TOKYO -- Design takes center stage at this year's Tokyo Motor Show.
In past years, Japanese carmakers showed off hybrid and fuel cell powerplants. Before that they explored new segments when the Japanese market shifted from sedans toward minivans and sport wagons.
This year, though, exterior and interior styling will be more important than what is under the hood. The Toyota brand, for instance, will show a new exterior styling direction.
As for interiors, show goers will see cars that attempt to create the ambience of a living room. In fact, this show might be dubbed "automakers meet ottomans."
Ottomans, the common term in Japan for leg rests similar to those found on airlines' business-class seats, are all the rage at this show. Toyota, Mazda, Nissan and Suzuki, among others, showcase them.
The designs will include the usual array of sporty cars and kooky Japanese creativity. What would Tokyo be without one car that took its inspiration from a beach sandal, and another designed expressly for dog owners?
But there is a serious side to this year's designs. Several carmakers will show styling that foreshadows a new direction for the entire brand, not just a single good-looking model.
After showing the Lexus "L-Finesse" design theme at the 2003 Tokyo show, Toyota will display examples of the Toyota brand's "Vibrant Clarity" design theme this year.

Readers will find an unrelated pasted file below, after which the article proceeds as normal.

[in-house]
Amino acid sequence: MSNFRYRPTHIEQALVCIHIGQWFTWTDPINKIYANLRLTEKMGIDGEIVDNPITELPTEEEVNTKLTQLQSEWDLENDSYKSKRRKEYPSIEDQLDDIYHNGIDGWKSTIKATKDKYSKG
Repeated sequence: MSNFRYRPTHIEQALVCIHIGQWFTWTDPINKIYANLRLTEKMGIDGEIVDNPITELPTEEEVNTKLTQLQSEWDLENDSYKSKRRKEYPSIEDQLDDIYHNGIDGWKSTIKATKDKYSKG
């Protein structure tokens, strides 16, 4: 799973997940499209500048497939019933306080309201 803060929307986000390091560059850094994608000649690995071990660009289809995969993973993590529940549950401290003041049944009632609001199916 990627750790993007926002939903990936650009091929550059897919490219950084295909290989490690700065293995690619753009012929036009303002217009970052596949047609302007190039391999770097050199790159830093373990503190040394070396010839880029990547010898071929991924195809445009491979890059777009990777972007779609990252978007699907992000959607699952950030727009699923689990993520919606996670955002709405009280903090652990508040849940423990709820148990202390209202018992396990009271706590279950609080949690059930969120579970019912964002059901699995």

Mitsubishi will show off a signature design, building on hints seen on the Concept Sportback at September's Frankfurt show. Honda and Daihatsu also will exhibit cars that suggest a new design direction.
Non-Japanese carmakers will have a bigger presence than at any Tokyo show in recent memory. Approximately one out of every four world premieres in Tokyo will be by a non-Japanese carmaker. Concept-showing foreigners include Ford, Chrysler, Audi, Volkswagen and even Ferrari.
Although styling is the star of the show, alternative powertrains have not been forgotten. When media days begin Wednesday, Oct. 19, carmakers will display a variety of cars powered by fuel cells or hybrid powertrains.
Details on some of those powerplants will be skimpy. Carmakers are keeping information on the alternative-power front close to the vest.
Mazda, for example, will show off the latest in its series of cars using hydrogen-powered rotary engines. Two models will have a hybrid system that has batteries along with tanks for both gasoline and hydrogen. One is a minivan concept that is far from road-ready, but the other is an RX-8 that Mazda will begin leasing to select customers next year.
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